On September 7th at around 4 pm, reports came out in the media that one of the three national credit reporting agencies – Equifax – had disclosed a large data breach. Estimates so far is that it has impacted approximately 140 million consumers. It has the potential to meet or exceed the JP Morgan Chase data breach from 2014.
Given the number of shares, re-shares and likes on social media, this is clearly big news. And while this piece focuses on the risks and what we can learn as vendor managers and risk professionals, there are some practical steps that we’ll highlight.
Details on the Equifax Breach
It’s easy to point fingers at a large national vendor when something like this occurs. Over the course of my career I’ve had the opportunity to visit with Equifax and have been most impressed with their operation.
They are a victim of their success in the sense that since they're one of the three main credit reporting agencies, they hold an enormous amount of confidential private consumer data. A data breach at a CRA wasn’t a matter of IF, it was always a matter of WHEN.
Here are some of the big details:
- The actual data breach incident seems to have taken place between May and July of this year. Equifax discovered the breach on July 29th and disclosed it on September 7th. During this time, Equifax has worked with outside specialists to review the breach and also have been working with law enforcement agencies.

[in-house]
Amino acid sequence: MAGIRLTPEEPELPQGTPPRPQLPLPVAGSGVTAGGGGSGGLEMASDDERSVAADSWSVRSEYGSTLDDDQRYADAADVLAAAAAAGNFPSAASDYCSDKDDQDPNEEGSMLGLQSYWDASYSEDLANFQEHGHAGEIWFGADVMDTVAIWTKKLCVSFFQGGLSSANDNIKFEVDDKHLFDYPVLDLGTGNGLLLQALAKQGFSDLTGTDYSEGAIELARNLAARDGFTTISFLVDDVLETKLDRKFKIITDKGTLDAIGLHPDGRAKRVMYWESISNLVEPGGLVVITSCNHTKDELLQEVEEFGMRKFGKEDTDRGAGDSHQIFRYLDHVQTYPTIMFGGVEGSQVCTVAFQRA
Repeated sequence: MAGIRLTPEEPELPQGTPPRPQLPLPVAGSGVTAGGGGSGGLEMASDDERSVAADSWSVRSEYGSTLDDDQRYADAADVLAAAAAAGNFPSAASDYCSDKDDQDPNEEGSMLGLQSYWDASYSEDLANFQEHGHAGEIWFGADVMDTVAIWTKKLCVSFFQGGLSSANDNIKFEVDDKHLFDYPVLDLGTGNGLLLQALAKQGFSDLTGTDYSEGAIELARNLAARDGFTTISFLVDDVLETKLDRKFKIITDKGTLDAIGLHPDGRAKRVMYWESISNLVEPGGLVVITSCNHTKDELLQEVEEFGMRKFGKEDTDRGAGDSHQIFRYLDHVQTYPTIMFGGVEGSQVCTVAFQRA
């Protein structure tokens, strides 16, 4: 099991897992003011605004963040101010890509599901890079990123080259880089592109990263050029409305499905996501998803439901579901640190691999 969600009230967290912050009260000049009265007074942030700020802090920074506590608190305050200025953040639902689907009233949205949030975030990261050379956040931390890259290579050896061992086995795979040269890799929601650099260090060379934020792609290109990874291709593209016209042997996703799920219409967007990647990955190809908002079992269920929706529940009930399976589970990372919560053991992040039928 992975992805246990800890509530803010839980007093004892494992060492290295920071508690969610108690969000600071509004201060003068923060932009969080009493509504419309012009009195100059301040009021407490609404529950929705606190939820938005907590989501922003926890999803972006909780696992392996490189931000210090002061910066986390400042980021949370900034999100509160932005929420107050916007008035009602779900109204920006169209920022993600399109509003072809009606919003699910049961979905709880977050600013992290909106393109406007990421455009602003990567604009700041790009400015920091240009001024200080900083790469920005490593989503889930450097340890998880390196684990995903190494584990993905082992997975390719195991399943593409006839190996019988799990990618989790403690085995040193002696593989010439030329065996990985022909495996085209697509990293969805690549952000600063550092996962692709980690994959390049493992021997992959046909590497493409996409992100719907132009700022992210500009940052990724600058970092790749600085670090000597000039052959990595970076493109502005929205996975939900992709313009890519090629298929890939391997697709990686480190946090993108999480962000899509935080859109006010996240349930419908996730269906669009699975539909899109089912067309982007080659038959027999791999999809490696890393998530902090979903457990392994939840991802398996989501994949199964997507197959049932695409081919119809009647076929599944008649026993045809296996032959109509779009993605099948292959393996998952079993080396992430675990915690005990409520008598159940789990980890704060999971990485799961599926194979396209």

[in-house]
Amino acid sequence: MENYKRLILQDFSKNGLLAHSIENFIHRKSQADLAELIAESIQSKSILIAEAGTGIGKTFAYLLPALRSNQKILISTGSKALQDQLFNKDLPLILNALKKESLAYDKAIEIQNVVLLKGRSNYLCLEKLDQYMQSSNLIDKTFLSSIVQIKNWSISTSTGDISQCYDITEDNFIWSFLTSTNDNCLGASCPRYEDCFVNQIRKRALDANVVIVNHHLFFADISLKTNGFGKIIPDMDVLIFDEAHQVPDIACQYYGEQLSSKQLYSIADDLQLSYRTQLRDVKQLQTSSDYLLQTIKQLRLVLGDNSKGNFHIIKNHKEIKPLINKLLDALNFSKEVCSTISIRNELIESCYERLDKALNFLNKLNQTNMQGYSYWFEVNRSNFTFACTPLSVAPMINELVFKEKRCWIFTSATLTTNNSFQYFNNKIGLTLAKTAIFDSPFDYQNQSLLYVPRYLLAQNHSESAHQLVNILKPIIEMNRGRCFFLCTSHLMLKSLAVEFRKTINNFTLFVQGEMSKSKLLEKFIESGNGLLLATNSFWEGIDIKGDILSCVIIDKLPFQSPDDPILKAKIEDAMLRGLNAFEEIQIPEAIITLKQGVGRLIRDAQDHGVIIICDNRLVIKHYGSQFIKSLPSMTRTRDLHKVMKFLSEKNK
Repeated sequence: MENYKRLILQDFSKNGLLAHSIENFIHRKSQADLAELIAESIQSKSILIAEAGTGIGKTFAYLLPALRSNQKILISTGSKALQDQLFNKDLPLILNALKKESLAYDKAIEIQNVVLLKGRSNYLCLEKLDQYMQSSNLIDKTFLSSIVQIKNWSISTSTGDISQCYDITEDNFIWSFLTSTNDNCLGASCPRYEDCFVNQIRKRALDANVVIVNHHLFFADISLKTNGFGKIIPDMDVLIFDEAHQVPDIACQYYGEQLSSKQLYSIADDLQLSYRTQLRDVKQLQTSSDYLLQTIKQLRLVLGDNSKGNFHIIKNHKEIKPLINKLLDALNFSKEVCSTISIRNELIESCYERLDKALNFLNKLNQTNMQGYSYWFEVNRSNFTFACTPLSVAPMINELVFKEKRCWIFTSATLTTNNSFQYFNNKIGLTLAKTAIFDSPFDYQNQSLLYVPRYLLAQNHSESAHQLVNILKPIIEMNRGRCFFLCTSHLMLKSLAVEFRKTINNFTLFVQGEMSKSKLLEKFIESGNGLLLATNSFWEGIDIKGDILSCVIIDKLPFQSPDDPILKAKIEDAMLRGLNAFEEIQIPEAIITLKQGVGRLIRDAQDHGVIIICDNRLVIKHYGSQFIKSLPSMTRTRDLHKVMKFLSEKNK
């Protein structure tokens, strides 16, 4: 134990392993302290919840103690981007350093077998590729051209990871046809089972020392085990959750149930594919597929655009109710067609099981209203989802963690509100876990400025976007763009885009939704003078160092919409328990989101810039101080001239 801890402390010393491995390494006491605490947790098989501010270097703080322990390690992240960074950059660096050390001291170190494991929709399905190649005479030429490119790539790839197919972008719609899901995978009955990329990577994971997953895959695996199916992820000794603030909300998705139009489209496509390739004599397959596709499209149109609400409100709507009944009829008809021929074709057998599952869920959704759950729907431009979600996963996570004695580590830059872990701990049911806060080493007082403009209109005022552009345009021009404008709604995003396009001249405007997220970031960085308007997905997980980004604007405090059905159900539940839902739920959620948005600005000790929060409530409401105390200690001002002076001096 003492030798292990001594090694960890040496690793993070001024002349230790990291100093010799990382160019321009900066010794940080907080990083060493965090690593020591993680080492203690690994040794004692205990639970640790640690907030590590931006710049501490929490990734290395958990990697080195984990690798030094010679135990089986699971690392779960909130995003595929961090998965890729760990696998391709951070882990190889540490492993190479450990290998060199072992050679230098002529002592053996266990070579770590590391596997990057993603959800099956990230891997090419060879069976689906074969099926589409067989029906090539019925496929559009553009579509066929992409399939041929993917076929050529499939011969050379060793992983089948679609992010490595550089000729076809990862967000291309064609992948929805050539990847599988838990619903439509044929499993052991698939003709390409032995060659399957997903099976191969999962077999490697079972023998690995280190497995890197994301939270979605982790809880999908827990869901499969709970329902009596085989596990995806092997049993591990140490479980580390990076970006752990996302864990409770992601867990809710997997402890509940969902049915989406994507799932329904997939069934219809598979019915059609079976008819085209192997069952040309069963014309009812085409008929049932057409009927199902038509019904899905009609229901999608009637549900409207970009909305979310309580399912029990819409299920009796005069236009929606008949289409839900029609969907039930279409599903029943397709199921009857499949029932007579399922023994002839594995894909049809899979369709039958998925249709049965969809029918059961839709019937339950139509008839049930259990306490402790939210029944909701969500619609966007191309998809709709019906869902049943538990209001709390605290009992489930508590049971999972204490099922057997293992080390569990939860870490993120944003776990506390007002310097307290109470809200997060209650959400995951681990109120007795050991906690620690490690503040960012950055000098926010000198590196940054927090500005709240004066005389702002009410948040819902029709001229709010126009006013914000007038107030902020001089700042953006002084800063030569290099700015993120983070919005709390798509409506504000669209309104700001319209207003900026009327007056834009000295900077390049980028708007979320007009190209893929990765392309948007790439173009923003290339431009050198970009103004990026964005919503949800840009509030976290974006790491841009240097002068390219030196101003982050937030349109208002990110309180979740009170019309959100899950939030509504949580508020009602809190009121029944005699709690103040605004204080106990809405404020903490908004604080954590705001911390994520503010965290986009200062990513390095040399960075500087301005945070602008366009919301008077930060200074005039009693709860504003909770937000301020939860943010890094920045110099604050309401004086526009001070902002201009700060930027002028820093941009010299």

- As vendor managers, one item we look at is the financial health of a company. In the case of Equifax, on September 1st, the stock traded on the NYSE around the $142.00 mark. Just one week later, the stock fell just under 14 % to $123. That’s a significant drop in price considering that the stock has traded consistent for the last 8 months over $135. Even as we write this piece, media reports suggest that there is a suspect in trading Equifax options which stand to generate millions in profit. Is there a link? Time will tell.
- Republican, Jeb Hensarling, the chairman of the House Financial Services Committee, announced a hearing to review this incident. The date of the hearing is yet to be disclosed but again raises the issue of regulatory oversight at the highest level.
- Given the enormity of this breach, Equifax will be dealing with:
- Reputational fall out - data breach media is never good media.
- Financial health and investor confidence will potentially take a hit.
Remember, this isn’t the first time that Equifax has experienced negative news. Earlier this year, the CFPB levied a multi-million dollar fine for misleading credit advertising standards. While this was big news in February, it could be considered a mere splinter compared to the fallout from a large data breach such as this.
Regardless of if you are in the middle of a lending transaction today or not, if you have had your credit pulled or use a credit card, there is a likely chance that the data was being stored by the 3 CRA’s.
Positive Action for the Consumer
Luckily, Equifax created a special site for consumers to check if their data was included in the breach.
The website is: www.equifaxsecurity2017.com. From here, the user can check on impact.
To get started...
1. Enter your last name and the last 6 digits of your SSN.